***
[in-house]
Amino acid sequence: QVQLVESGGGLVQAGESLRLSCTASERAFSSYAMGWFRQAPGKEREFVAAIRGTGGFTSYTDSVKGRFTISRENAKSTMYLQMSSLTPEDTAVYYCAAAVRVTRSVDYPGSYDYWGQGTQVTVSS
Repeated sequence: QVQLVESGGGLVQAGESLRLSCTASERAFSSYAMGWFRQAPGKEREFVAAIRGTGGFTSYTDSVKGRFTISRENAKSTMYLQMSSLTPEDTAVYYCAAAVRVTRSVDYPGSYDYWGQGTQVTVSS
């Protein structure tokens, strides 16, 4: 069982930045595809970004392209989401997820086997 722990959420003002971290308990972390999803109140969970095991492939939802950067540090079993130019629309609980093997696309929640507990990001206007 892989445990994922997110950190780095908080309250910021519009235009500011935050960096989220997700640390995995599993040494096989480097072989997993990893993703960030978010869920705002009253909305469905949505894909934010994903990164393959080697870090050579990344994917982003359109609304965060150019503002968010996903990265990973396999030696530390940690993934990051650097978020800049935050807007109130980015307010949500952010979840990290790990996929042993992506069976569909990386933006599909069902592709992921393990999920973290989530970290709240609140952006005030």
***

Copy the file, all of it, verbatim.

[in-house]
Amino acid sequence: QVQLVESGGGLVQAGESLRLSCTASERAFSSYAMGWFRQAPGKEREFVAAIRGTGGFTSYTDSVKGRFTISRENAKSTMYLQMSSLTPEDTAVYYCAAAVRVTRSVDYPGSYDYWGQGTQVTVSS
Repeated sequence: QVQLVESGGGLVQAGESLRLSCTASERAFSSYAMGWFRQAPGKEREFVAAIRGTGGFTSYTDSVKGRFTISRENAKSTMYLQMSSLTPEDTAVYYCAAAVRVTRSVDYPGSYDYWGQGTQVTVSS
């Protein structure tokens, strides 16, 4: 069982930045595809970004392209989401997820086997 722990959420003002971290308990972390999803109140969970095991492939939802950067540090079993130019629309609980093997696309929640507990990001206007 892989445990994922997110950190780095908080309250910021519009235009500011935050960096989220997700640390995995599993040494096989480097072989997993990893993703960030978010869920705002009253909305469905949505894909934010994903990164393959080697870090050579990344994917982003359109609304965060150019503002968010996903990265990973396999030696530390940690993934990051650097978020800049935050807007109130980015307010949500952010979840990290790990996929042993992506069976569909990386933006599909069902592709992921393990999920973290989530970290709240609140952006005030």